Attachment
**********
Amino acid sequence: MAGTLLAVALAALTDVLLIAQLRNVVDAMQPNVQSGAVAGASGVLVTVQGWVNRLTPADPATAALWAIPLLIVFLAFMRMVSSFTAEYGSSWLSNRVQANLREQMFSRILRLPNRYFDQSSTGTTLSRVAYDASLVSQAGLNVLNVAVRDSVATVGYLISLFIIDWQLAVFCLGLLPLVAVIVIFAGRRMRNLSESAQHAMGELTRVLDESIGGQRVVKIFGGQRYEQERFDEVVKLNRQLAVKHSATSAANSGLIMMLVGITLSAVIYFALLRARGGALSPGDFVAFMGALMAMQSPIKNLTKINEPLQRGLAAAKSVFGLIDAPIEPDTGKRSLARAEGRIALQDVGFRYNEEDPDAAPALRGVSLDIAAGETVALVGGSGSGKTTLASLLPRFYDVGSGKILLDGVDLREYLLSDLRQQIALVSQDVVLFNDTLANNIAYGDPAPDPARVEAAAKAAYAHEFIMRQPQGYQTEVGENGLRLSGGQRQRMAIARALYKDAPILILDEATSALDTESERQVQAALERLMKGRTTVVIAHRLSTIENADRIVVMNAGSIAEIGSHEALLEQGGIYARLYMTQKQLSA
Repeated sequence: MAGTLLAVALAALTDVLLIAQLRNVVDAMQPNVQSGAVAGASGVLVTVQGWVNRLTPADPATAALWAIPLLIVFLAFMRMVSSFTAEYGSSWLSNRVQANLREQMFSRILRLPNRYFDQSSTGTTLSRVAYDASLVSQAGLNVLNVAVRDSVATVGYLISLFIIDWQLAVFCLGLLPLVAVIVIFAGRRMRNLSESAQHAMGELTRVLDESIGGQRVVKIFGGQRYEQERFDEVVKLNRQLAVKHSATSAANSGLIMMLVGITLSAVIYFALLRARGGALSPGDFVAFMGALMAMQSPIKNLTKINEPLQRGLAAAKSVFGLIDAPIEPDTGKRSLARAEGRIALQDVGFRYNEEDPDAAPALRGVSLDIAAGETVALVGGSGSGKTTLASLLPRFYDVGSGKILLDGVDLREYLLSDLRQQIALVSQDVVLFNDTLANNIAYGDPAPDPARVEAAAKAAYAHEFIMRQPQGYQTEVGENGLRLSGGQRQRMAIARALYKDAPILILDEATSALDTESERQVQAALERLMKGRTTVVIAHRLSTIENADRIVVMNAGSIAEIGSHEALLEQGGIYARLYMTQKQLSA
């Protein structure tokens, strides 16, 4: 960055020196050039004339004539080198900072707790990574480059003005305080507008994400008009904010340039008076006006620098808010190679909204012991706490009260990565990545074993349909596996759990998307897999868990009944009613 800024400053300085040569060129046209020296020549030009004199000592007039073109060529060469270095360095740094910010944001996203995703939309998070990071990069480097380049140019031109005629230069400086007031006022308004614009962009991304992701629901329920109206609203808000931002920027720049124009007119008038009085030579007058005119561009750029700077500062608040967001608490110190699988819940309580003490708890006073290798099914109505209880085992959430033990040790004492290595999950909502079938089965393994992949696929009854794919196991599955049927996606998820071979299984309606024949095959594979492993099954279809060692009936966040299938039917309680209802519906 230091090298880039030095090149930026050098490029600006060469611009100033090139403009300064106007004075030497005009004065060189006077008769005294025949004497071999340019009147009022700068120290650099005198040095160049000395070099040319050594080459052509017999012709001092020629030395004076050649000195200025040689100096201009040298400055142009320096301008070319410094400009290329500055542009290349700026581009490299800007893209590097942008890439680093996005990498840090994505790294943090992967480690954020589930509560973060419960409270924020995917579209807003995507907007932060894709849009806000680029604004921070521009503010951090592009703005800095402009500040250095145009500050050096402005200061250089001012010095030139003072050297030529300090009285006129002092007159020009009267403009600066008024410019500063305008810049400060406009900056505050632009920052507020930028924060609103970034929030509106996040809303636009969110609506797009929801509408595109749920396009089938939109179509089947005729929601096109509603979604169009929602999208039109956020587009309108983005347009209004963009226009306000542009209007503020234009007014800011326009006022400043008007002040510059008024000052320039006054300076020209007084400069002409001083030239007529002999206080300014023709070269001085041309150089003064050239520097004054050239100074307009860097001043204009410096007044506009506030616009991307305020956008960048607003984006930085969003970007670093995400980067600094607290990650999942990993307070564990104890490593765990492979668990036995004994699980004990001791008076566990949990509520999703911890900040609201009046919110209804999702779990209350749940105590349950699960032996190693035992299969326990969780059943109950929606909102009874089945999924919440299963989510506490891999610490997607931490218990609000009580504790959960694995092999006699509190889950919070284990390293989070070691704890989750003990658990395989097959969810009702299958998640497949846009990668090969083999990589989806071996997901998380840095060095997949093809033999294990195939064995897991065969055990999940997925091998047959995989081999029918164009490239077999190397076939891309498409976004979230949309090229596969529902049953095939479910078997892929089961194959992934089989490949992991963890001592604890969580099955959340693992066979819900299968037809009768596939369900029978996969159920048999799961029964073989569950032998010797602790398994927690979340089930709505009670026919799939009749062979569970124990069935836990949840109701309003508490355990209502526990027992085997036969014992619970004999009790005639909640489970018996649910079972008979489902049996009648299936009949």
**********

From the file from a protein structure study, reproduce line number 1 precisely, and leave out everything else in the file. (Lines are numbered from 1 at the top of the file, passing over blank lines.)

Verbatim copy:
Amino acid sequence: MAGTLLAVALAALTDVLLIAQLRNVVDAMQPNVQSGAVAGASGVLVTVQGWVNRLTPADPATAALWAIPLLIVFLAFMRMVSSFTAEYGSSWLSNRVQANLREQMFSRILRLPNRYFDQSSTGTTLSRVAYDASLVSQAGLNVLNVAVRDSVATVGYLISLFIIDWQLAVFCLGLLPLVAVIVIFAGRRMRNLSESAQHAMGELTRVLDESIGGQRVVKIFGGQRYEQERFDEVVKLNRQLAVKHSATSAANSGLIMMLVGITLSAVIYFALLRARGGALSPGDFVAFMGALMAMQSPIKNLTKINEPLQRGLAAAKSVFGLIDAPIEPDTGKRSLARAEGRIALQDVGFRYNEEDPDAAPALRGVSLDIAAGETVALVGGSGSGKTTLASLLPRFYDVGSGKILLDGVDLREYLLSDLRQQIALVSQDVVLFNDTLANNIAYGDPAPDPARVEAAAKAAYAHEFIMRQPQGYQTEVGENGLRLSGGQRQRMAIARALYKDAPILILDEATSALDTESERQVQAALERLMKGRTTVVIAHRLSTIENADRIVVMNAGSIAEIGSHEALLEQGGIYARLYMTQKQLSA